China lends the United States 400 billion dollars of its reserves, emanating from its trade surplus with them, so that the North-American economy can continue to buy Chinese products. Many Latin-American, Asian and African countries also lend part of their reserves to the USA. This conservative policy, which is absurd from the point of view of the interests of the populations concerned, is increasingly criticized.
- A significant number of governments have taken the opportunity to make early repayments of their debts to the IMF, the World Bank, the Paris Club and private bankers.
- Some have created development funds, into which they can place some of their foreign reserves, in view of financing social and infrastructure projects such as buying up companies in the industrialized countries. These funds are known as Sovereign Wealth Funds. In order of importance, the biggest are those of the emirate of Abu Dhabi (the amount of fund is not published, but estimates place it between 250 and 875 billion dollars!!), then Kuwait, China, Singapore, Russia. Libya has just created a fund of 40 billion dollars. Venezuela created the « Fonden » (fund for national
development) in early 2007. In all, the various public funds of the developing countries place about 2,000 billion dollars at their disposal. Some of these public funds, such as China’s National Council for Social Security Fund – NCSSF – aim to back up the financing of their social security system. The biggest funds buy up companies in the industrialized countries or their shares, which is a source of anxiety for those governments. Many of these funds have taken advantage of the crisis faced by a number of big Western private banks since August 2007 to buy their shares (UBS, Merrill Lynch,
Citigroup,…) This is the case particularly of the fund of Singapore
(Temasek) and a number of Chinese ones. The developing countries are now having recourse to different policies from those adopted in the years following the oil boom of 1973. In those days, the governments of the developing countries recycled petrodollars by lending them to the private banks of the North and then became indebted to those banks. Present policies are more solid, but in no way break away from the dominant logic of capitalism. Investments are not made in alternative non-capitalist projects, whereas they could serve as powerful levers to set up policies reinforcing the public sector by breaking private control over the major means of production, developing a solidarity-based economy, and radically redistributing wealth by applying principles of justice and equality.
- The creation of a Bank of the South. Since December 2007, the Bank of the South is on track, even though all the choices have yet to be concluded at the time of writing this text. Its founders (Argentina, Bolivia, Brazil, Ecuador, Paraguay, Uruguay, Venezuela) want to finance their regional integration and social projects. The governments of Brazil and Argentina argue for a neo-developmentalist project of regional expansion of capitalist enterprises, based on the model of European integration where the interests of big capital dominate. The governments of Venezuela, Ecuador and Bolivia are inclined to provide themselves with an instrument to finance economic, social and cultural policies that break with the profit logic and which would apply the different conventions that guarantee civil, political, economic, social and cultural rights. The operation of the future Bank of the South has not been finalised, for example at the level of the voting rights of the member countries or on auditing mechanisms. The first trimester of 2008 should bring definitive answers. On the other hand, other countries are planning to create an ALBA bank (Bolivia, Cuba, Nicaragua, Venezuela).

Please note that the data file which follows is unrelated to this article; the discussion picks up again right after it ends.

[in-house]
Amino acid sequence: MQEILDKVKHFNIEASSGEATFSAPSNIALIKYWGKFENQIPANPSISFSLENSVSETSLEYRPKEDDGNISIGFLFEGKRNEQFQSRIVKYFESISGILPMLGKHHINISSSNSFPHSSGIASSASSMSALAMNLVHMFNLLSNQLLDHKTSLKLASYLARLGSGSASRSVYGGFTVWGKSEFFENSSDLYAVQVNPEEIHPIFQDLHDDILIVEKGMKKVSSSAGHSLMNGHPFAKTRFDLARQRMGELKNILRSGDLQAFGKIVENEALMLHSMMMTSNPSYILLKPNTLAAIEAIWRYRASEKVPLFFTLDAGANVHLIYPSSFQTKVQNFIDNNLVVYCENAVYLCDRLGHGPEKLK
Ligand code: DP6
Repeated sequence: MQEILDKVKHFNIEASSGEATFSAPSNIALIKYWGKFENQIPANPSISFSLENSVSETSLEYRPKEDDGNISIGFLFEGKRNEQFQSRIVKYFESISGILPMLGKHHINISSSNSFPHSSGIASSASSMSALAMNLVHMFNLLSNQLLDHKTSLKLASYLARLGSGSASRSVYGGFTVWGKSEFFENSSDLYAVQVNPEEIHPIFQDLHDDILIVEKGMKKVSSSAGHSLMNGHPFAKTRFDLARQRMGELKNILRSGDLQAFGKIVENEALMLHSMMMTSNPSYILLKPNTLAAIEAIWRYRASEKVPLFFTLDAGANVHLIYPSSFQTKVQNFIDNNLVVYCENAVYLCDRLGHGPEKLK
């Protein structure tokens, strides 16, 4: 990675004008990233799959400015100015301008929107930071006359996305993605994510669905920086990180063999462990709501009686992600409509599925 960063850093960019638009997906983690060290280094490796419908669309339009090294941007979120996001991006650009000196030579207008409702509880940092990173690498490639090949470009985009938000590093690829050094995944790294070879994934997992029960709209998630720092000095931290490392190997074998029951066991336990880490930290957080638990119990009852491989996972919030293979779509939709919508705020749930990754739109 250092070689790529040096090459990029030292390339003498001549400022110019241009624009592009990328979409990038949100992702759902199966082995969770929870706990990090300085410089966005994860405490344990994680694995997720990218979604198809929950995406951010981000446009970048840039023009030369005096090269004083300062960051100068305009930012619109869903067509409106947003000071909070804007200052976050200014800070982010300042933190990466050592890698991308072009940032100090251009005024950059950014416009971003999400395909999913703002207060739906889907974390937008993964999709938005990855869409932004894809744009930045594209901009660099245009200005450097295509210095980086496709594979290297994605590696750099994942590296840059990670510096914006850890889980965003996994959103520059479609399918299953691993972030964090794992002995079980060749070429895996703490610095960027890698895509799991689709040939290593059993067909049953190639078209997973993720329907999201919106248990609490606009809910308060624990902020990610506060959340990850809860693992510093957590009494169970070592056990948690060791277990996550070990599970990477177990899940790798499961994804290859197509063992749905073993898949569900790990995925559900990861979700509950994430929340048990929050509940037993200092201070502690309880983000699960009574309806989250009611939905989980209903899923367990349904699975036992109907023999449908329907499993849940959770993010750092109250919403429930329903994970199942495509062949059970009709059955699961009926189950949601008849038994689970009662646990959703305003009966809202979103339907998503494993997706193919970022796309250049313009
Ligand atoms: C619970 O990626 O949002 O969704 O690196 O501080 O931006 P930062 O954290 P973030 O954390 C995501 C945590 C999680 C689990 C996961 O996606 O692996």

Massive increase in domestic public debt
A recent development which also has to be considered is that the domestic public debt is increasing rapidly. In 1998 the internal and external debts were equal; in 2006 the domestic public debt exceeded the external debt by a factor of three! This phenomenon is very
important: from now on, it is no longer possible to measure the level of debt of developing countries solely on the basis of the external debt.
The weight of public debt repayments
The latest figures published by the World Bank indicate that servicing the external public and private debts by developing countries amounted to 540 billion dollars in 2006. If we only consider the servicing of the external public debt, since this falls under the responsibility of the state budget, it represented 280 billion dollars in 2006. Despite the fact that the external public debt/GDP ratio is decreasing, the total volume of the debt is continuing to rise and the amounts repaid increased once again in 2007 compared to the previous year. More ominously, if we include servicing the domestic public debt, which also falls under the state’s responsibility, it is the astronomical sum of more than 1000 billion dollars a year which the public authorities of developing countries have to repay for both external and domestic public debt.
Increase in the indebtedness of private firms